Samuel De Wilde pseud ‘Thomaso Scrutiny’
Spleen, Vide Pope
London, S Tipper, Leadenhall Street for The Satirist. February 1st 1808
Original hand colouring
185 x 350mm
Old folds as issued, marginal repiars to left border.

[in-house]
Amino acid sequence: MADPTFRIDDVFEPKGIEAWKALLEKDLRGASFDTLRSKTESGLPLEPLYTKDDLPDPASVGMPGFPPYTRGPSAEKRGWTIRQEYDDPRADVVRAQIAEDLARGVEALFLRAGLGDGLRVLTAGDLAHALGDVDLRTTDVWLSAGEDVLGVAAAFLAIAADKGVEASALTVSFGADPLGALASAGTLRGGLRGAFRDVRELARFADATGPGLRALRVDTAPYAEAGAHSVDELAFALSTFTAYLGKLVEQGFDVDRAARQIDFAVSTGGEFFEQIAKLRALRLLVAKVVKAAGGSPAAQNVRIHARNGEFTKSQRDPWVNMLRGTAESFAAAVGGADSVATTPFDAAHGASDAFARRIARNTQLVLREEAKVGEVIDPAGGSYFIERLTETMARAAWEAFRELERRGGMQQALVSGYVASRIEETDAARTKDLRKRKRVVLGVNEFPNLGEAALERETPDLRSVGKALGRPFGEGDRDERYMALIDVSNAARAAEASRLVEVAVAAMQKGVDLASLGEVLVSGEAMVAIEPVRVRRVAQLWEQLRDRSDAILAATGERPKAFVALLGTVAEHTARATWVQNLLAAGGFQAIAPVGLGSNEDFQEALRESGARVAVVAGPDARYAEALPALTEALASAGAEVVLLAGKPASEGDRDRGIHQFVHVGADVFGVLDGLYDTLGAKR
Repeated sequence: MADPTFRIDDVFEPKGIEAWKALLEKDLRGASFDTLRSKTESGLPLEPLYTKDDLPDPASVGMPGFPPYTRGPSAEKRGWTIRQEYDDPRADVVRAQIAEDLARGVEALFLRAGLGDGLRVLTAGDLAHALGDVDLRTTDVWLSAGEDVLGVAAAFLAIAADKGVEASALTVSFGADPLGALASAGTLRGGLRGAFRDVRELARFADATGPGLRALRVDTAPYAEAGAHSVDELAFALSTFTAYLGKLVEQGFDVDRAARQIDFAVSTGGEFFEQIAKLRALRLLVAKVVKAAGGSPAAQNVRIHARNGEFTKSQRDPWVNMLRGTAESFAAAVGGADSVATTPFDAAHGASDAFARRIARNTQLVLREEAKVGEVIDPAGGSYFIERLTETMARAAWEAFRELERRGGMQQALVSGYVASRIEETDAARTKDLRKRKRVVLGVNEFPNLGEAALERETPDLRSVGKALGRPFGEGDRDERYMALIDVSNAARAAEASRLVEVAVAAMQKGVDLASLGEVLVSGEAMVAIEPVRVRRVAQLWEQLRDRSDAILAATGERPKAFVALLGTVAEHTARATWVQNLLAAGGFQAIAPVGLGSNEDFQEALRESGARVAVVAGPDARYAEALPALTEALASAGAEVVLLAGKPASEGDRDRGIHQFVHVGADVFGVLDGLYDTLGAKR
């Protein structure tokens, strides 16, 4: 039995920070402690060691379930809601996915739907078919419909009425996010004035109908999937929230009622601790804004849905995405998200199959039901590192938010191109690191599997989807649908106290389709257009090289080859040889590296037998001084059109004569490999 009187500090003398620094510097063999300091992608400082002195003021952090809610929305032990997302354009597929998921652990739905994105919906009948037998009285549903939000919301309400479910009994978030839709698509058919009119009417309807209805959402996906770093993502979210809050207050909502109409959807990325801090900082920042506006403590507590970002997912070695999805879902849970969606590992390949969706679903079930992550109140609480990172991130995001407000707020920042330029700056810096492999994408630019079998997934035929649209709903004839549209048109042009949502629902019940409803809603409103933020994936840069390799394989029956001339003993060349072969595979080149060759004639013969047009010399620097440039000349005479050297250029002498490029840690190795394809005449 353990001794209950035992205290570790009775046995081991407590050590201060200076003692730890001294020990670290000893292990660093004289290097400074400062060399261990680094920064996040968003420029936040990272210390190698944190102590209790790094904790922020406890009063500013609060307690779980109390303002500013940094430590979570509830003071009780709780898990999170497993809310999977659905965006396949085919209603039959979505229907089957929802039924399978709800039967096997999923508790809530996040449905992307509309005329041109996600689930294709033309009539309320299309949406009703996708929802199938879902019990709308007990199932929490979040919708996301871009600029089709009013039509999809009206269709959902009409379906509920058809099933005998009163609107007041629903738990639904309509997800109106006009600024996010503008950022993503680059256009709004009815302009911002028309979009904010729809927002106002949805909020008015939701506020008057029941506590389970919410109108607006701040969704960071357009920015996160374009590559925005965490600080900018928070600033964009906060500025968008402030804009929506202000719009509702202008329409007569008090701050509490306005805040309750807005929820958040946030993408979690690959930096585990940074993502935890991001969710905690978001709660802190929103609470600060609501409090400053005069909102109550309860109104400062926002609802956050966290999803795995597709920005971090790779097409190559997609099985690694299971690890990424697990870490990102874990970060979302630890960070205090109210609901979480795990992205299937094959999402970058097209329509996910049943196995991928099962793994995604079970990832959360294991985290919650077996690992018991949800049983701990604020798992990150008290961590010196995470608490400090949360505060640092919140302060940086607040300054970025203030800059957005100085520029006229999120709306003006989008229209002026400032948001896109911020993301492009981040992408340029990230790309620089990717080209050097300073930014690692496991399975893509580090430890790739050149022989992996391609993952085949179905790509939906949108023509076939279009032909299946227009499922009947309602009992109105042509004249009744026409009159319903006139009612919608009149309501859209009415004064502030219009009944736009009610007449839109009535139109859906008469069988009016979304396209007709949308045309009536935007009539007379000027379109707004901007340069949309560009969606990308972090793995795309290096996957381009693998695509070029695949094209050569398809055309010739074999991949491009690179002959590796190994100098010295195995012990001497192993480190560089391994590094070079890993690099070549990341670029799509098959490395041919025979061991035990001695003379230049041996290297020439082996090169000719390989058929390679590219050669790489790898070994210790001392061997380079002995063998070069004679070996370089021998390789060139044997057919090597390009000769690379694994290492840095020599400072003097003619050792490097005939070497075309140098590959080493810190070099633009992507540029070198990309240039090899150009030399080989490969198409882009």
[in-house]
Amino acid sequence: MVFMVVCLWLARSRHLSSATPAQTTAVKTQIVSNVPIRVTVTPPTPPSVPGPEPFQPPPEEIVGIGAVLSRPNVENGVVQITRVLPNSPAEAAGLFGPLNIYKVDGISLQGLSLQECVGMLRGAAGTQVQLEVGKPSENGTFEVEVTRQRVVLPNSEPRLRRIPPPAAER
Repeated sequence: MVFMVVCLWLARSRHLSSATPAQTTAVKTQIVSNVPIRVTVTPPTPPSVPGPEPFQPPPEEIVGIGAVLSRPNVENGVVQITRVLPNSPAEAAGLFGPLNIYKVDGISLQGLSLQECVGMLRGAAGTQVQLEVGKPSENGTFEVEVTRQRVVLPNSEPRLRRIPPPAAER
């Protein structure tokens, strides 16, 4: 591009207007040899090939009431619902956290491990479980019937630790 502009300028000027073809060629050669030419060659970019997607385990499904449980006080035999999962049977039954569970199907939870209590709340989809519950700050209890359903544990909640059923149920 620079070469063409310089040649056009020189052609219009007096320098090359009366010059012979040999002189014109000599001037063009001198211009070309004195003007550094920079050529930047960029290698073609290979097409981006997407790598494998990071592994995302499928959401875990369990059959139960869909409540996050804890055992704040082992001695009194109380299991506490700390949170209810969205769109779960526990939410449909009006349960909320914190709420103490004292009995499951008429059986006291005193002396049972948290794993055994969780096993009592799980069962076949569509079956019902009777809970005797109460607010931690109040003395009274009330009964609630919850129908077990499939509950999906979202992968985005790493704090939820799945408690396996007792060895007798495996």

Seven members of the late Ministry are strung out in the foreground as characters metamorphosed by spleen (hypochondria), with the appropriate lines engraved below them in the margin. On the left Erskine’s head in his Chancellors wig projects, with the mace, from a tea-pot: Unnumber’d throngs on ev’ry side are seen, Of bodies chang’d to various forms by spleen, Here living tea-pots stand, one arm held out, One bent; the handle this, and that the spout. Next, Whitbread’s head and shoulders emerge from a pipkin; he is crowned with a tankard of Whitbread Entire from which froth ascends, inscribed Hymns: A Pipkin, there, like Homer’s tripod walks; Windham’s head and feet project from a large jar inscribed Pickles of all sorts. Here sighs a jar,- Lord Henry Petty’s head and shoulders, with an open book and a dancing masters fiddle, project from a goose pie, the pie dish in the forma of a goose: -and there a goose pie talks; Next, Temple, with a enormous paunch descending to his ankles, straddles across a packet of Foolscap and a bunch of pens. Men prove with child, as pow’rful fancy works On the extreme right Sheridan’s head and feet project from a bottle named Sherry; he wears a woman’s cap: And maids, turned bottles, call aloud for corks Between and slightly behind Windham and Petty is a corkscrew, the handle forming a base for the head and shoulders for the Duke of Norfolk. Behind these is a row of lesser personages, all but one with animal’s heads; cats, asses, a goat, a bull, a fox, a rat, etc. Only one can be identified: Catalani, who stands as if singing, a veil floating from her head as in Semiramide. The one with a human head has a serpentine body terminating in a tail; he is Skeffington. Behind him is a weeping willow with the tiny body of a man suspended from it’s branches. On the extreme left is a gothic building surmounted by a weathercock, perhaps intended for St Stephen’s Chapel (the House of Commons). In the sky the figure of Spleen, with webbed wings, emerges from clouds to lean over her victims, holding out in each hand a bunch of large pens, BM 10963